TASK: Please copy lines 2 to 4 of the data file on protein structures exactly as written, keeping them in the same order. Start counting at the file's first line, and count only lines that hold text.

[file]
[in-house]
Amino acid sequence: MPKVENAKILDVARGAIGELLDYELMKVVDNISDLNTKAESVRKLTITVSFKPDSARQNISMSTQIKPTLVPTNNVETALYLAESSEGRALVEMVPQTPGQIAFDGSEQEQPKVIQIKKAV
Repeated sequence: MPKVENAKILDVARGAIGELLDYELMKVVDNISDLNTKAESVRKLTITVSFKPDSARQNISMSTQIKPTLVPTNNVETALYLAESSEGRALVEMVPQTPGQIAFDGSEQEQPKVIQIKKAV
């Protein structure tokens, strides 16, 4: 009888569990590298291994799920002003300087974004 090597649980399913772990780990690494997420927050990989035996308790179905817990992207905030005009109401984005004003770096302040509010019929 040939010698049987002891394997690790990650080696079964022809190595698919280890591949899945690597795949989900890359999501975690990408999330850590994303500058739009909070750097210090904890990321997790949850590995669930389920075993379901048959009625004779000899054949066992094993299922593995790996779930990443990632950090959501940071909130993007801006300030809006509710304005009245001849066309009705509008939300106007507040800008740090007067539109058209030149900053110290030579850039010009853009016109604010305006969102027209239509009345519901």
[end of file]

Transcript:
Amino acid sequence: MPKVENAKILDVARGAIGELLDYELMKVVDNISDLNTKAESVRKLTITVSFKPDSARQNISMSTQIKPTLVPTNNVETALYLAESSEGRALVEMVPQTPGQIAFDGSEQEQPKVIQIKKAV
Repeated sequence: MPKVENAKILDVARGAIGELLDYELMKVVDNISDLNTKAESVRKLTITVSFKPDSARQNISMSTQIKPTLVPTNNVETALYLAESSEGRALVEMVPQTPGQIAFDGSEQEQPKVIQIKKAV
């Protein structure tokens, strides 16, 4: 009888569990590298291994799920002003300087974004 090597649980399913772990780990690494997420927050990989035996308790179905817990992207905030005009109401984005004003770096302040509010019929 040939010698049987002891394997690790990650080696079964022809190595698919280890591949899945690597795949989900890359999501975690990408999330850590994303500058739009909070750097210090904890990321997790949850590995669930389920075993379901048959009625004779000899054949066992094993299922593995790996779930990443990632950090959501940071909130993007801006300030809006509710304005009245001849066309009705509008939300106007507040800008740090007067539109058209030149900053110290030579850039010009853009016109604010305006969102027209239509009345519901």